New floods hit Bangladesh, hundreds of thousands stranded
DHAKA, Bangladesh (AP) — Heavy monsoon rains in northeast and northern parts of Bangladesh have left hundreds of thousands of people stranded, forcing authorities to deploy military troops for evacuation and relief work , official statements and dispatches announced on Saturday.
The army’s inter-service public relations office said on its website that the soldiers were deployed as floods devastated the northeastern districts of Sunamganj and Sylhet, knocking people out of power as thousands houses were flooded.
At least nine people died in the delta nation on Friday after lightning struck amid rains, the United News of Bangladesh reported.
In a statement, the government’s Flood Forecasting and Warning Center in Dhaka, the nation’s capital, said Friday that the water in all major rivers in the country was rising. The country has about 130 rivers.
The center said the flood situation is expected to deteriorate over the next 24 hours in the worst affected districts of Sunamganj, Sylhet in the North Eastern region as well as Lalmonirhat, Kurigram, Nilphamari and Rangpur districts in the northern Bangladesh.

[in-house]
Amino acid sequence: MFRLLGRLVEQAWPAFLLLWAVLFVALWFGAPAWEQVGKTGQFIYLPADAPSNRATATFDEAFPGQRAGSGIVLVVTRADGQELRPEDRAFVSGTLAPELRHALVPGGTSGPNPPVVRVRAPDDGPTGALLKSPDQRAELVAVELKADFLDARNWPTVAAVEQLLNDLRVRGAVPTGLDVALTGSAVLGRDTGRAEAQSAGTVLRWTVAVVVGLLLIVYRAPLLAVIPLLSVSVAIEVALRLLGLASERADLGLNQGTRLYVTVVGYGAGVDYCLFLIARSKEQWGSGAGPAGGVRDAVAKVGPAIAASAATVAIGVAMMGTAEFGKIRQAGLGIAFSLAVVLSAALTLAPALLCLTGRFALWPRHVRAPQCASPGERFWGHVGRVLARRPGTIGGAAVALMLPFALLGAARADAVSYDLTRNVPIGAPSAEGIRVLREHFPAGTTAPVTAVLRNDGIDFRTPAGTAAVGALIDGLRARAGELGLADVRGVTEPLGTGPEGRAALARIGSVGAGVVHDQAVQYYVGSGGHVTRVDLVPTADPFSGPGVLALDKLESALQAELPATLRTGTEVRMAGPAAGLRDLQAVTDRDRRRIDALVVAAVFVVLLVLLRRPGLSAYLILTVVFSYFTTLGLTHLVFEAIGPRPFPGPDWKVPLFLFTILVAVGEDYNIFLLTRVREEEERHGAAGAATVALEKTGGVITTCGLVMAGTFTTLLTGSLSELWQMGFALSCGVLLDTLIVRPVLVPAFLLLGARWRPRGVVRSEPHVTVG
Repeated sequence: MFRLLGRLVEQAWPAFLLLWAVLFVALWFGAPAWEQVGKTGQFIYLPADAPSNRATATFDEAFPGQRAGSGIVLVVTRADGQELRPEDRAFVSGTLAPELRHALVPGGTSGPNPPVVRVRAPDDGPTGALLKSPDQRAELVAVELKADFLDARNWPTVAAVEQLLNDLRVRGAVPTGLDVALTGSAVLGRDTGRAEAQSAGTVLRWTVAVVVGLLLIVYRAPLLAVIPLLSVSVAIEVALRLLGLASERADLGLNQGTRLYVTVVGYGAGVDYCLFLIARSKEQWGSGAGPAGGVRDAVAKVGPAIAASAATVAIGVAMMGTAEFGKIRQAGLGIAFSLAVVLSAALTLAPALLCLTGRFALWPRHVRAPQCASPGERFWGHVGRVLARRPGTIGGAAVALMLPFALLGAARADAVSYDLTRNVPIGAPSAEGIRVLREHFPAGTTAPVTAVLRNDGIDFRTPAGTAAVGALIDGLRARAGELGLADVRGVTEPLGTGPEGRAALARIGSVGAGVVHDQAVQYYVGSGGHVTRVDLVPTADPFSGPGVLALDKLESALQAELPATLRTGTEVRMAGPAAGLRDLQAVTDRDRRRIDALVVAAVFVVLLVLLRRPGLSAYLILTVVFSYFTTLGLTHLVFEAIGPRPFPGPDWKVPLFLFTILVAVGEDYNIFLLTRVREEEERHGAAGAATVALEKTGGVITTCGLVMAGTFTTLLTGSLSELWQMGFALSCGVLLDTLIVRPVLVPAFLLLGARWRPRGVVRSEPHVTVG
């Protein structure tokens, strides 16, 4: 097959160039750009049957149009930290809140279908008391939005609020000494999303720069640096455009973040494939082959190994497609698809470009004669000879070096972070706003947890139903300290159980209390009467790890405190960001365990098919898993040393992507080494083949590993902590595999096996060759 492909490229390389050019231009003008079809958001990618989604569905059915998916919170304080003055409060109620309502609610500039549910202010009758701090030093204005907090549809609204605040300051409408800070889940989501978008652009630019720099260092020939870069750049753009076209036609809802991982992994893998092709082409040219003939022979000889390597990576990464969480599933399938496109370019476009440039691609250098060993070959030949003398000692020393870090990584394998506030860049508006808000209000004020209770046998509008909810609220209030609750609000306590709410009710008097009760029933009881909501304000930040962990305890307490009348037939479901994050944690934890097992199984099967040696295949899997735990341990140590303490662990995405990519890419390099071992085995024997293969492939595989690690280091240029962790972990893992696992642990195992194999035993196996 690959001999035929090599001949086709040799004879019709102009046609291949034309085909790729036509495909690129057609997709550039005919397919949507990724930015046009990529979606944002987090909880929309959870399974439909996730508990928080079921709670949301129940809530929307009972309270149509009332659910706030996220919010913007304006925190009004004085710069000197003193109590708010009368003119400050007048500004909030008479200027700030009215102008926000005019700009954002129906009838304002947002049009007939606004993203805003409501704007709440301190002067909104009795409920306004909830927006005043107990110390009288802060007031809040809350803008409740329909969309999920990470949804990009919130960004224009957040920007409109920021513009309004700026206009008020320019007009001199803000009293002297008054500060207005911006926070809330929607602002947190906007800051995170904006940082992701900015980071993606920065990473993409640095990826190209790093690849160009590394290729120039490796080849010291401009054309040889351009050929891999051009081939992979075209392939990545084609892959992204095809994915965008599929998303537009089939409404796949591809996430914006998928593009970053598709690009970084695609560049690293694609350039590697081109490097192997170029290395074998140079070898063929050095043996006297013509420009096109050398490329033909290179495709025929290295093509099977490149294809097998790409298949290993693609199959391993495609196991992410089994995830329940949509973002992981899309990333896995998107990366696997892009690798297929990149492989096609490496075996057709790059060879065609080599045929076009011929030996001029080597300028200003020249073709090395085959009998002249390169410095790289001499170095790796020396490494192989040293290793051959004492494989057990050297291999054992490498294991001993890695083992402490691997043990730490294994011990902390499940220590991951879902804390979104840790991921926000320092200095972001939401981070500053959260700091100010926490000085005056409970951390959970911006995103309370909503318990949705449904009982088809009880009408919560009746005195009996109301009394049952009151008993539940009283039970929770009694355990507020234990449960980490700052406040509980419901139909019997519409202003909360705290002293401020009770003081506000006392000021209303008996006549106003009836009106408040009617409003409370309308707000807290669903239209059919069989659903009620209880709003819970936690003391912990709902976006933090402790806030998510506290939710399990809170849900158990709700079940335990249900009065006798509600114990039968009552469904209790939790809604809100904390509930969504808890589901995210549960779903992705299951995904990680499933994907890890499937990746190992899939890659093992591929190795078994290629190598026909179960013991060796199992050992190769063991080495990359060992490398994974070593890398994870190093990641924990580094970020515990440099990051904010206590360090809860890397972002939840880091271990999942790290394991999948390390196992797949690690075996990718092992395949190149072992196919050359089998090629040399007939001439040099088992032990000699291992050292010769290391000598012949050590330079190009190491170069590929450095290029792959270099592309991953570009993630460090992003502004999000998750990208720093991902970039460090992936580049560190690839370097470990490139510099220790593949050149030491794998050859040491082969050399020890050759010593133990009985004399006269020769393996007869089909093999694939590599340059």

Hafiz Ahmed, manager of Osmani International Airport in Sylhet, said on Friday flight operations at the airport had been suspended for three days as floodwaters nearly reached the runway.
Last month, a pre-monsoon flash flood, triggered by a rush of waters from upstream northeastern Indian states, hit northern and northeastern parts of Bangladesh, destroying crops and causing significant damage homes and the road network. The country was only recovering from the shock, but as this year’s monsoon set in just a few days ago, new rains flooded the same areas again.
Bangladesh, a nation of 160 million people, is low-lying and faces threats from climate change-related natural disasters such as floods and cyclones. According to the UN’s Intergovernmental Panel on Climate Change, around 17% of Bangladesh’s people are expected to be displaced within the next decade if global warming persists at the current rate.
The Associated Press